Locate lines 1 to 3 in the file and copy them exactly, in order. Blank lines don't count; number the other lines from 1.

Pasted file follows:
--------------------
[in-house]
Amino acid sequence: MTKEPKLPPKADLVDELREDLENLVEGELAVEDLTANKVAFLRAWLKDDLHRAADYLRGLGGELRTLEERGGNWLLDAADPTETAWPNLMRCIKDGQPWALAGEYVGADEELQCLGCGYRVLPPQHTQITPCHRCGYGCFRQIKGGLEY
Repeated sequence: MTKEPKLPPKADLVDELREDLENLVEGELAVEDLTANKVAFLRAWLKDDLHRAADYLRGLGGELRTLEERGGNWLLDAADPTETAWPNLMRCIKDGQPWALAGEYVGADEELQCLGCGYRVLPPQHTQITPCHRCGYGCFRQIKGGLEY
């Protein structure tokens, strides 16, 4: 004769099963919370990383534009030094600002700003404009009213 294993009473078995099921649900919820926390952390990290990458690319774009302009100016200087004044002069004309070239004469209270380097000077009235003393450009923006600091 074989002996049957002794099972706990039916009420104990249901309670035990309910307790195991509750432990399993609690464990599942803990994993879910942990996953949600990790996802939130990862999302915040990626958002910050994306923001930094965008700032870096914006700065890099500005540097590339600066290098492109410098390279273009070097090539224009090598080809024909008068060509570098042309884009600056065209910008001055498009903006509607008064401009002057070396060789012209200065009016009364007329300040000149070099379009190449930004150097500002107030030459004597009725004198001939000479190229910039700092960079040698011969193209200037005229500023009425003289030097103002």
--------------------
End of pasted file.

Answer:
[in-house]
Amino acid sequence: MTKEPKLPPKADLVDELREDLENLVEGELAVEDLTANKVAFLRAWLKDDLHRAADYLRGLGGELRTLEERGGNWLLDAADPTETAWPNLMRCIKDGQPWALAGEYVGADEELQCLGCGYRVLPPQHTQITPCHRCGYGCFRQIKGGLEY
Repeated sequence: MTKEPKLPPKADLVDELREDLENLVEGELAVEDLTANKVAFLRAWLKDDLHRAADYLRGLGGELRTLEERGGNWLLDAADPTETAWPNLMRCIKDGQPWALAGEYVGADEELQCLGCGYRVLPPQHTQITPCHRCGYGCFRQIKGGLEY